- At the end of day, logoff.
- Do not download or install a screen saver to your workstation, choose a pre-installed screen saver.
- Do not install software-commercial, shareware, or freeware-borrowed or purchased from another user.
- Use of peer-to-peer applications to share copyrighted materials, such as music or movies, is a direct violation of copyright laws. Do not do it!
- Your laptop is an easy access for identify theft. Protect it like your purse or wallet.
- When traveling, lock your laptop in the trunk of your car.
- Password protect or encrypt any sensitive information stored on the laptop.
- When you are away, lock it in a drawer, overhead bin, cabinet, or office.
- Never leave your laptop unattended in a public place, even for “just a minute”
- Never check your laptop as luggage when your travel.
- Never leave your laptop in a car in plain view on the sear or the floor.
- Never leave your laptop in a car overnight.
- Never user your business card as a luggage tag to identify your laptop case.
- Encrypt your hard drive if it is possible to do so.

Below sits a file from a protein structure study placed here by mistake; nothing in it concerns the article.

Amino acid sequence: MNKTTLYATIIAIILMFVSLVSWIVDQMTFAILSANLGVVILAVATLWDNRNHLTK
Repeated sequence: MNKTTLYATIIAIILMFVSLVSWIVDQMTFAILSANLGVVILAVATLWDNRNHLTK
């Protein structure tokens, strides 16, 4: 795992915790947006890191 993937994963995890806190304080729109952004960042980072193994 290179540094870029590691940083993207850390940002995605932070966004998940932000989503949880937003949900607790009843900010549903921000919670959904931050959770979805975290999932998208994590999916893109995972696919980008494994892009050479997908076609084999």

Spyware is used by the advertising industry and by hackers. Spyware and Adware are software that, when installed on your computer, may send you pop-up ads, redirect your browser to certain web sites or monitor web sites you visit. Extremely invasive versions of spyware may track exactly what keys you type to steal username and password information.
- An anti-spyware/anti-virus package is installed to fight spyware and other malicious software.
- Other tips to fight malicious software: do not click on links with pop-up windows, choose “no” when you are asked unexpected questions, be wary of free, downloadable software, and never follow email links.
- If you believe you have spyware on your system, please contact your department’s IT personnel for assistance in having it removed.
- The minimum password length is set to four digits.
- To create a strong voicemail password, use five or more digits.